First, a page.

Tara grew up with a deep love for literature and art, and never imagined that she would become a research mathematician. Mathematics was always a subject that she excelled in, but she did not appreciate its beauty and creativity until much later. Tara grew up in Winnipeg, in a home that greatly valued lifelong learning.

She pursued a bachelor’s degree in science at The University of Winnipeg. Her initial plan was to major in chemistry and then go on to medicine. By her second year, she shifted gears and decided to major in physics and mathematics. It was her second year linear algebra, with the first exposure to real abstract mathematics, which first made her value mathematics as a subject on its own.  By her final year, she had completely fallen in love with the beauty of abstract mathematics. She graduated with a BSc in 1996. 

Although Tara loved mathematics, she wasn’t sure that she wanted to go on to graduate school, so she traveled for a year.  This travel included working on organic farms in Ireland. Following this adventurous year, she worked in a group home for adults with mental disabilities.  This work was rewarding, but helped her realize that she did want to learn more mathematics.  She decided to go to graduate school but had to wait another year due to the birth of her first daughter in November 1998.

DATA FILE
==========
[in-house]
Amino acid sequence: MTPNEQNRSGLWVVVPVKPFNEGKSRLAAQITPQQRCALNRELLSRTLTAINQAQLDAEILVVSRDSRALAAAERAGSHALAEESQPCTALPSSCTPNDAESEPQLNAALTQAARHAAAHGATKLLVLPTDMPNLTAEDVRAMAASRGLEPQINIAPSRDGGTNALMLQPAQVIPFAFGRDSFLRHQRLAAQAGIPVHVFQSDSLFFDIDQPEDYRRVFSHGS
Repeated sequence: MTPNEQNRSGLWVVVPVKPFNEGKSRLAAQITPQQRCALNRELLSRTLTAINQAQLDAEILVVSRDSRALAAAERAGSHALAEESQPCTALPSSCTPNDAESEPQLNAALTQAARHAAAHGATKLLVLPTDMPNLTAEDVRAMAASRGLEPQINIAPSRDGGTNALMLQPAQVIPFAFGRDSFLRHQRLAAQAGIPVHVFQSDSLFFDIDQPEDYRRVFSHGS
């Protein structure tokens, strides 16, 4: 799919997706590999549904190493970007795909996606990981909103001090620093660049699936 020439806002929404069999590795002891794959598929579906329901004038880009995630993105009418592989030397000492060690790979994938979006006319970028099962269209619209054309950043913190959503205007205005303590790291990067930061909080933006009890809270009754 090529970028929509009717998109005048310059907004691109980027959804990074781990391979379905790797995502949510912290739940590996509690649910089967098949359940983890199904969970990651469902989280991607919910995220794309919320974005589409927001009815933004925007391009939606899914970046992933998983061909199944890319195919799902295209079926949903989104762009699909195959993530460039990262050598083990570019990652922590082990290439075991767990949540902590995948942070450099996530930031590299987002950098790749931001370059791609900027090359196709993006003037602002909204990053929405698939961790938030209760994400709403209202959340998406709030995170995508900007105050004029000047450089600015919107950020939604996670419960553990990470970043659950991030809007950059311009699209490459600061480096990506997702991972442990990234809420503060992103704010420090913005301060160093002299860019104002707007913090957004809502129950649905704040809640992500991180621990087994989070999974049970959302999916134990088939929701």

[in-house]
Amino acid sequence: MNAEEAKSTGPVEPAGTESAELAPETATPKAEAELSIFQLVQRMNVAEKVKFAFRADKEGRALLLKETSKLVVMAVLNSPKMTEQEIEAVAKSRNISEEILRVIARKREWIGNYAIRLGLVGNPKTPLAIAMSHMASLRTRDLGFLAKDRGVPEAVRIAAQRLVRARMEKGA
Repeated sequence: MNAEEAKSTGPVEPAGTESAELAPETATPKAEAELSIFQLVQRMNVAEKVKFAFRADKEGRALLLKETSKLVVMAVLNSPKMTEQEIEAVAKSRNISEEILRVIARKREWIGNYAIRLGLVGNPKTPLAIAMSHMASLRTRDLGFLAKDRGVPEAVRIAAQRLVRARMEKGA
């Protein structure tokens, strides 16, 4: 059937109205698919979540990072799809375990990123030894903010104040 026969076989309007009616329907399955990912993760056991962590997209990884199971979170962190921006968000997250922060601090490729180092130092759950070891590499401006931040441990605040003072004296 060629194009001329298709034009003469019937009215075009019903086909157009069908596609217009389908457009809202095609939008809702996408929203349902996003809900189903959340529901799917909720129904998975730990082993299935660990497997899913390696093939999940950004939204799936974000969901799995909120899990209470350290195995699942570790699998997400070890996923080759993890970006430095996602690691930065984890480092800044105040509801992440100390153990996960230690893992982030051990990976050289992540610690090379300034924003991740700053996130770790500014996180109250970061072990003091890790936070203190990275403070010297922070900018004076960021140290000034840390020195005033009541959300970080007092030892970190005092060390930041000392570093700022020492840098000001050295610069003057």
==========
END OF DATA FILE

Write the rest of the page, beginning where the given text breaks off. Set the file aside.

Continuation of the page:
In 2000, Tara completed a Master of Science in mathematics, with a thesis on cosmology, from Dalhousie University in Halifax.  Tara stayed at Dalhousie for her PhD, but switched research areas to topology.  Her doctoral thesis “Computational Topology and Fractal Trees” was successfully defended in 2005. 

Tara joined the Department of Mathematics, Statistics and Computer Science at St. Francis Xavier University in August 2004.  More information can be found at her StFX website. Tara has been able to incorporate her love of art into her mathematics research through various collaborations, particularly with Eva Knoll